First, prepositions will sometimes have other prepositional phrases as complements:
(10) The plane emerged from behind the cloud.
From and behind are both prepositions. But notice that from behind the cloud forms a single constituent. You can move it to the front of a cleft sentence:
(10a) From behind the cloud is where the plane emerged.
(2) Ken looked up her number.
(3) Ken looked up her dress.
A little scrutiny will show that up does not have the same function in both sentences. For example, while we can create a cleft sentence with up her dress, we can't do the same thing with up her number:
(2a) *Up her number is what Ken looked.
(3a) Up her dress is where Ken looked.
Also, we can move up to the end of the first sentence, but not the second:
(2b) Ken looked her number up.
(3b) *Ken looked her dress up.
1.One-noun NPs, e.g., John, students,
2.Determinative + N, e.g., that book, Alison’s divorce,
3.Determinative + modifier + N, e.g., the unpleasant boy,
4.Determinative + N + modifier, e.g., the dog on the sofa.
Is there any general pattern here? We can easily formulate a general principle for cases 3 and 4 if we say that dependents other than determinatives combine to form nominals, whether those dependents appear before or after the head noun, and determinatives combine with nominals to form NPs.
(13) these diligent workers
In (13) the adjective diligent is a modifier of the head noun workers. Modifier is a general term for optional elements in a phrase that add descriptive information about the head word. We have already seen some modifiers in the verb phrase: the adjuncts. The noun phrase also resembles the verb phrase in that it can contain contain complements. Distinguishing modifiers from complements in noun phrases, however, is much trickier than distinguishing them in verb phrases, and we will not do so in this course. Instead, we will content ourselves with simply lumping noun-phrase modifiers and complements into the broader category of dependent.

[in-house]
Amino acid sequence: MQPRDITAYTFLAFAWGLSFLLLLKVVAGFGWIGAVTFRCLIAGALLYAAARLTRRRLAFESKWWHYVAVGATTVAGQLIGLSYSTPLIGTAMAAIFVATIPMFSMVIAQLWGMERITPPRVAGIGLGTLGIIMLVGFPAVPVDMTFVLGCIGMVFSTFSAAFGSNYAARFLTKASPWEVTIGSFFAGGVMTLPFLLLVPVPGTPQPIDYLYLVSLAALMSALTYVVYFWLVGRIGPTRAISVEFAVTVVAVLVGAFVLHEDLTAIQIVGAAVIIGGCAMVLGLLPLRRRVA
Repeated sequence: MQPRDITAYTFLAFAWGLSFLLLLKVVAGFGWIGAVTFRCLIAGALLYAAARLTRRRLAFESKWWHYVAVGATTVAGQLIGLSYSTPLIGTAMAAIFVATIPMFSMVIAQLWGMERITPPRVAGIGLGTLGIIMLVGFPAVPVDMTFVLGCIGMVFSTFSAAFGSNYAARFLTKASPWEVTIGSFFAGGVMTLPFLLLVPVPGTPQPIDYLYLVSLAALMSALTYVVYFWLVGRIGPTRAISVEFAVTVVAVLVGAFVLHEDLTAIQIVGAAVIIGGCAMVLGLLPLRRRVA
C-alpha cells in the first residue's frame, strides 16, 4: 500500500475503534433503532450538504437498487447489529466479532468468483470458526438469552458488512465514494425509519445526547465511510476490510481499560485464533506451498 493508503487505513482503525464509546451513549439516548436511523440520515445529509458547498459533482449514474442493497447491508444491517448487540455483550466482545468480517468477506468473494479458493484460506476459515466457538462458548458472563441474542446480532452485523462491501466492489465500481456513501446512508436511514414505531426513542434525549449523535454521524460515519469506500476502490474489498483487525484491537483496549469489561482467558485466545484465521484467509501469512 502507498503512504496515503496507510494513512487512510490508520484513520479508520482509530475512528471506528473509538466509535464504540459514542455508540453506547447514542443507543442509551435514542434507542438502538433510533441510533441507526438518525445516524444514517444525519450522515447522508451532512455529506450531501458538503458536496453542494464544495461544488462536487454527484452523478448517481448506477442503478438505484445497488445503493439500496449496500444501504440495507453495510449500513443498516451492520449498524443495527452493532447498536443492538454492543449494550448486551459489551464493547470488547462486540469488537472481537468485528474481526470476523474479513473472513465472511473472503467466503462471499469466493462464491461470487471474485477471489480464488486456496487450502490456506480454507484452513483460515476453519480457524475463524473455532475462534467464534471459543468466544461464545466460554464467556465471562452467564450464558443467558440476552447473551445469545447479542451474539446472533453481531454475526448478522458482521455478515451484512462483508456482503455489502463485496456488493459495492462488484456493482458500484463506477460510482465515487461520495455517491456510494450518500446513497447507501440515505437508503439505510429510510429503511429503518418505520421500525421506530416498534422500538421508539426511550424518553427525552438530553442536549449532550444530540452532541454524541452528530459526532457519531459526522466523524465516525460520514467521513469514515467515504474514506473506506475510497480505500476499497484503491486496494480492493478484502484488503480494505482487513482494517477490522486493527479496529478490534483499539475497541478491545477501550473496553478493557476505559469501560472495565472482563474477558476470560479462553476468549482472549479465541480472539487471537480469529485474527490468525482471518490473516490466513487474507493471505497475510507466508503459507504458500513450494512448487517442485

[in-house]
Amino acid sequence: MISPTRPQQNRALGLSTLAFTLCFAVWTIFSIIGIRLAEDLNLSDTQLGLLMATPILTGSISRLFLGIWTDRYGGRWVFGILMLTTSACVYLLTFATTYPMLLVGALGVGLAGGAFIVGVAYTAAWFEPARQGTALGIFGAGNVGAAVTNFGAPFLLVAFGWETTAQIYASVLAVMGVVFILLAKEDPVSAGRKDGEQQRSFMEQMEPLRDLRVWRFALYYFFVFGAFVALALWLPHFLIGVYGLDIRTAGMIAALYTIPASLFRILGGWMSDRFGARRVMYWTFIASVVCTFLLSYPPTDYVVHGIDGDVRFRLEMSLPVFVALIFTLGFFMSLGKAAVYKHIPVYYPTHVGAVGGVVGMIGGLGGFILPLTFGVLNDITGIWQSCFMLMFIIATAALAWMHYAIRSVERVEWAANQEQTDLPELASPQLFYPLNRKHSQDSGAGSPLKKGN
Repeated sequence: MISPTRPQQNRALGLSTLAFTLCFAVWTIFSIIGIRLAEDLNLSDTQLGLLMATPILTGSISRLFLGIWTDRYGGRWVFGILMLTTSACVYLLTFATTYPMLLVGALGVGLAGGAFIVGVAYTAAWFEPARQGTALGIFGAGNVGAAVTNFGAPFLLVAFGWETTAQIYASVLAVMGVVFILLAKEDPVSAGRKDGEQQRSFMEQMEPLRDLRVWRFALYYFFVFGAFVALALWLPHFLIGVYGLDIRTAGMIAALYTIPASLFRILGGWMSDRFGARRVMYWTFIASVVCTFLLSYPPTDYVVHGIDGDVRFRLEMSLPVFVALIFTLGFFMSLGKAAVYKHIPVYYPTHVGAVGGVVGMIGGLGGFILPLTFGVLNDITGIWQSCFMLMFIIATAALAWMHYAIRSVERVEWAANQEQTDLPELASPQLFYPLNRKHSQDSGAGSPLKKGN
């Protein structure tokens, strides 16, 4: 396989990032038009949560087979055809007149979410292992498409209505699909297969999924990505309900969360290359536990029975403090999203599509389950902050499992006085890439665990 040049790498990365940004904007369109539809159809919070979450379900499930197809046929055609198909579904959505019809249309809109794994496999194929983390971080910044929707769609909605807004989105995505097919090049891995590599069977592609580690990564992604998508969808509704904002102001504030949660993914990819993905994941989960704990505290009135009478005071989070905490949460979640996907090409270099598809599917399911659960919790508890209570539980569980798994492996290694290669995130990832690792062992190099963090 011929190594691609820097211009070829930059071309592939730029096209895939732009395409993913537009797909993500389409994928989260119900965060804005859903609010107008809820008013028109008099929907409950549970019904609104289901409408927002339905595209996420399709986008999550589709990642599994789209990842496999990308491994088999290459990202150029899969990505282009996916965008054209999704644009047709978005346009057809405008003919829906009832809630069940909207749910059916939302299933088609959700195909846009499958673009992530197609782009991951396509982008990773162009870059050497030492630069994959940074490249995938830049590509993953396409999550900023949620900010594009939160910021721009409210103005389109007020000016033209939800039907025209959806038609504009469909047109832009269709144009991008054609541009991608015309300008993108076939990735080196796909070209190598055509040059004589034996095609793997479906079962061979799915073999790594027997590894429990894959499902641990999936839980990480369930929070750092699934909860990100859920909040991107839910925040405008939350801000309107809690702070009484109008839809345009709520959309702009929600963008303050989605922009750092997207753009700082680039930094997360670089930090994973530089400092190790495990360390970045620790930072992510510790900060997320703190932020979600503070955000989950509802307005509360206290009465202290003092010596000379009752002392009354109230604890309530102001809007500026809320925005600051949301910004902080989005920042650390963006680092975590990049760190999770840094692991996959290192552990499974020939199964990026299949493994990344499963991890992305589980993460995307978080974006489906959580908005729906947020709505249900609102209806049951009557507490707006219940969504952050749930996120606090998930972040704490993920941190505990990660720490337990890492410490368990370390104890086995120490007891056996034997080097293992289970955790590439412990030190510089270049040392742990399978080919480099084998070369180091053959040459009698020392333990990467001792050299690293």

(7) Garth's reply
This NP looks almost the same as the NPs above, but Garth is a proper noun, not a determiner. And yet Garth seems to occupy the same "slot" in the noun phrase. Notice that we can use either a determiner or the proper noun, but not both:
(7a) the reply
(7b) *the Garth's reply
(7c) *Garth's the reply
At this point, you may be ready to assume that Garth’s actually is a determiner, but that conclusion leads to some unfortunate consequences. First, we would have to say that any noun could change its part of speech simply by adding the genitive inflection. In other words, the category of determiner, which we have already described as containing a small number of words that have a principally grammatical function becomes an open-ended set. Further, this slot isn't just occupied by genitive nouns. It can be occupied by entire phrases:
Only a little more complex is the case of a noun appearing with a determiner. Determiners are extremely common in noun phrases. You will encounter a great many noun phrases that contain them. If you are still unclear about the category of determiner, you may want to review the relevant section of chapter 3 at this point